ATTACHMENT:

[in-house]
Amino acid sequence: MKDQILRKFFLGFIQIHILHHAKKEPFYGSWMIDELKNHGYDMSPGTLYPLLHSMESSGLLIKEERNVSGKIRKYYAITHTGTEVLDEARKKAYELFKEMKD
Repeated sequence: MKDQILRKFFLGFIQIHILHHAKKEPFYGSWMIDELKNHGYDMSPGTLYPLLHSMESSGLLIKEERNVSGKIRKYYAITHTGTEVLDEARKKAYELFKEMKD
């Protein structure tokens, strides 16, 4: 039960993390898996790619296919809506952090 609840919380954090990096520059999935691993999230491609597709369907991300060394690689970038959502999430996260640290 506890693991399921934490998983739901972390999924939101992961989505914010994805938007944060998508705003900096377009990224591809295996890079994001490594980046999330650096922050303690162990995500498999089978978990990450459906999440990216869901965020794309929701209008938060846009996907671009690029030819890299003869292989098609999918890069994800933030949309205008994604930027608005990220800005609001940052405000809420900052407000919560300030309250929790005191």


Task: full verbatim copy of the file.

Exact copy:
[in-house]
Amino acid sequence: MKDQILRKFFLGFIQIHILHHAKKEPFYGSWMIDELKNHGYDMSPGTLYPLLHSMESSGLLIKEERNVSGKIRKYYAITHTGTEVLDEARKKAYELFKEMKD
Repeated sequence: MKDQILRKFFLGFIQIHILHHAKKEPFYGSWMIDELKNHGYDMSPGTLYPLLHSMESSGLLIKEERNVSGKIRKYYAITHTGTEVLDEARKKAYELFKEMKD
């Protein structure tokens, strides 16, 4: 039960993390898996790619296919809506952090 609840919380954090990096520059999935691993999230491609597709369907991300060394690689970038959502999430996260640290 506890693991399921934490998983739901972390999924939101992961989505914010994805938007944060998508705003900096377009990224591809295996890079994001490594980046999330650096922050303690162990995500498999089978978990990450459906999440990216869901965020794309929701209008938060846009996907671009690029030819890299003869292989098609999918890069994800933030949309205008994604930027608005990220800005609001940052405000809420900052407000919560300030309250929790005191």